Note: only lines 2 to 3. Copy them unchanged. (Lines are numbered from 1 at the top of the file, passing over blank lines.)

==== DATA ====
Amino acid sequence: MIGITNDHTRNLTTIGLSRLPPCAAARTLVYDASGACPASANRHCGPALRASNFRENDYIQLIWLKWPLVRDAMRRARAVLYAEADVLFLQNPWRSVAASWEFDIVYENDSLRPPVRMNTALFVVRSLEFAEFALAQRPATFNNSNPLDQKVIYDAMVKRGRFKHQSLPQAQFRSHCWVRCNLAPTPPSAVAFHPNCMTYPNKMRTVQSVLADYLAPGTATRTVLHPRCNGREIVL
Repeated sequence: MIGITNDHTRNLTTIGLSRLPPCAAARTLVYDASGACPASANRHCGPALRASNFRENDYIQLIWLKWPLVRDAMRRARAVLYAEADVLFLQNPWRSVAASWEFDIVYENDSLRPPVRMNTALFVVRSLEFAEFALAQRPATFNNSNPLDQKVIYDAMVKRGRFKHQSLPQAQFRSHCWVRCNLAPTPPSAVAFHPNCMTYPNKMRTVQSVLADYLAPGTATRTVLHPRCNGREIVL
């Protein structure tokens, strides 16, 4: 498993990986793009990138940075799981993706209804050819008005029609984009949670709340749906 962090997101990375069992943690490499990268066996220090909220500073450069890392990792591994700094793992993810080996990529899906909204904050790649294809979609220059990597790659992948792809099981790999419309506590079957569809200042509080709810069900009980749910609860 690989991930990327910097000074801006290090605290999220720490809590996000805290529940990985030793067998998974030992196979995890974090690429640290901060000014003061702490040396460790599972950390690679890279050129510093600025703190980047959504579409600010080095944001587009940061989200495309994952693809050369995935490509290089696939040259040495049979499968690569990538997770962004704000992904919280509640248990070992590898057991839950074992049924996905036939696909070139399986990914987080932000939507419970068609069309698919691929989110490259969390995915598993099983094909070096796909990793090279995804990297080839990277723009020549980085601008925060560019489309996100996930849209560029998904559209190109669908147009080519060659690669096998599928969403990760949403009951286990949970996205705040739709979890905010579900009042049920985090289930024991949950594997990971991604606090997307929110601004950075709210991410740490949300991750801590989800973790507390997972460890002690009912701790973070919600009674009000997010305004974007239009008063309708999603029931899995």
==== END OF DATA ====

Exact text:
Repeated sequence: MIGITNDHTRNLTTIGLSRLPPCAAARTLVYDASGACPASANRHCGPALRASNFRENDYIQLIWLKWPLVRDAMRRARAVLYAEADVLFLQNPWRSVAASWEFDIVYENDSLRPPVRMNTALFVVRSLEFAEFALAQRPATFNNSNPLDQKVIYDAMVKRGRFKHQSLPQAQFRSHCWVRCNLAPTPPSAVAFHPNCMTYPNKMRTVQSVLADYLAPGTATRTVLHPRCNGREIVL
């Protein structure tokens, strides 16, 4: 498993990986793009990138940075799981993706209804050819008005029609984009949670709340749906 962090997101990375069992943690490499990268066996220090909220500073450069890392990792591994700094793992993810080996990529899906909204904050790649294809979609220059990597790659992948792809099981790999419309506590079957569809200042509080709810069900009980749910609860 690989991930990327910097000074801006290090605290999220720490809590996000805290529940990985030793067998998974030992196979995890974090690429640290901060000014003061702490040396460790599972950390690679890279050129510093600025703190980047959504579409600010080095944001587009940061989200495309994952693809050369995935490509290089696939040259040495049979499968690569990538997770962004704000992904919280509640248990070992590898057991839950074992049924996905036939696909070139399986990914987080932000939507419970068609069309698919691929989110490259969390995915598993099983094909070096796909990793090279995804990297080839990277723009020549980085601008925060560019489309996100996930849209560029998904559209190109669908147009080519060659690669096998599928969403990760949403009951286990949970996205705040739709979890905010579900009042049920985090289930024991949950594997990971991604606090997307929110601004950075709210991410740490949300991750801590989800973790507390997972460890002690009912701790973070919600009674009000997010305004974007239009008063309708999603029931899995």